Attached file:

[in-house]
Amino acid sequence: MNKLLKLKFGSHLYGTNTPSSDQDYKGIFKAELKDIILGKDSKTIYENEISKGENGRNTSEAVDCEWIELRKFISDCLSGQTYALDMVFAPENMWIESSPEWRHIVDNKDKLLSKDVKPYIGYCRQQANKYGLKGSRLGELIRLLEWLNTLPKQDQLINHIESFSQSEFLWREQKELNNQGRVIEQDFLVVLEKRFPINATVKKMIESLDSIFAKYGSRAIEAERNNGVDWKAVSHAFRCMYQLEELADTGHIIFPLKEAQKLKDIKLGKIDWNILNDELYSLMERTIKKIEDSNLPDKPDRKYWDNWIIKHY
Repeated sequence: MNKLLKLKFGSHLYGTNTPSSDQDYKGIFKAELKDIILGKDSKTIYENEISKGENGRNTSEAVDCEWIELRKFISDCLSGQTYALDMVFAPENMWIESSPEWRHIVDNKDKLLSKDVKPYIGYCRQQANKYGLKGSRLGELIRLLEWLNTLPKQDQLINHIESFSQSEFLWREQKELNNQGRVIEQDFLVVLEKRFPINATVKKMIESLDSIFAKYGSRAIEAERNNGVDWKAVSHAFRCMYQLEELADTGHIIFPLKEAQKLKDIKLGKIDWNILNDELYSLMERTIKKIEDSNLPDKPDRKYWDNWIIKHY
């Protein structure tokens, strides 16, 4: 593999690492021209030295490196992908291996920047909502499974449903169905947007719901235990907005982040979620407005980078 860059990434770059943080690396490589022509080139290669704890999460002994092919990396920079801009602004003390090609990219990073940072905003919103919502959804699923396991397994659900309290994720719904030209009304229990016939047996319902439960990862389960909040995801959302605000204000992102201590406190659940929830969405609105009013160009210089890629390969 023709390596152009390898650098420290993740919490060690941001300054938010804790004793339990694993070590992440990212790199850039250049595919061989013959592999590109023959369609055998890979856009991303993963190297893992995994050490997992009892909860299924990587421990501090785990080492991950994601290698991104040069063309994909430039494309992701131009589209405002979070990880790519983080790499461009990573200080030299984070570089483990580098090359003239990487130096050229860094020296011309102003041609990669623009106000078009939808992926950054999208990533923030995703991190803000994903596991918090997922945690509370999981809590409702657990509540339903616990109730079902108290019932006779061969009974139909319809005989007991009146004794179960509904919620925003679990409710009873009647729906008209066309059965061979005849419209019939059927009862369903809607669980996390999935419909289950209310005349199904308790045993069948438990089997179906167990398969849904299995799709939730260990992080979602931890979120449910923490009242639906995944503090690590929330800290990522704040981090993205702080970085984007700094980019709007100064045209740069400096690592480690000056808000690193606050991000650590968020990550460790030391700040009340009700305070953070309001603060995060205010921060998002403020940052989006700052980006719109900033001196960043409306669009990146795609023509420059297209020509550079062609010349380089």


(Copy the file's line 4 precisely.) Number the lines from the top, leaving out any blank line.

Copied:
């Protein structure tokens, strides 16, 4: 593999690492021209030295490196992908291996920047909502499974449903169905947007719901235990907005982040979620407005980078 860059990434770059943080690396490589022509080139290669704890999460002994092919990396920079801009602004003390090609990219990073940072905003919103919502959804699923396991397994659900309290994720719904030209009304229990016939047996319902439960990862389960909040995801959302605000204000992102201590406190659940929830969405609105009013160009210089890629390969 023709390596152009390898650098420290993740919490060690941001300054938010804790004793339990694993070590992440990212790199850039250049595919061989013959592999590109023959369609055998890979856009991303993963190297893992995994050490997992009892909860299924990587421990501090785990080492991950994601290698991104040069063309994909430039494309992701131009589209405002979070990880790519983080790499461009990573200080030299984070570089483990580098090359003239990487130096050229860094020296011309102003041609990669623009106000078009939808992926950054999208990533923030995703991190803000994903596991918090997922945690509370999981809590409702657990509540339903616990109730079902108290019932006779061969009974139909319809005989007991009146004794179960509904919620925003679990409710009873009647729906008209066309059965061979005849419209019939059927009862369903809607669980996390999935419909289950209310005349199904308790045993069948438990089997179906167990398969849904299995799709939730260990992080979602931890979120449910923490009242639906995944503090690590929330800290990522704040981090993205702080970085984007700094980019709007100064045209740069400096690592480690000056808000690193606050991000650590968020990550460790030391700040009340009700305070953070309001603060995060205010921060998002403020940052989006700052980006719109900033001196960043409306669009990146795609023509420059297209020509550079062609010349380089």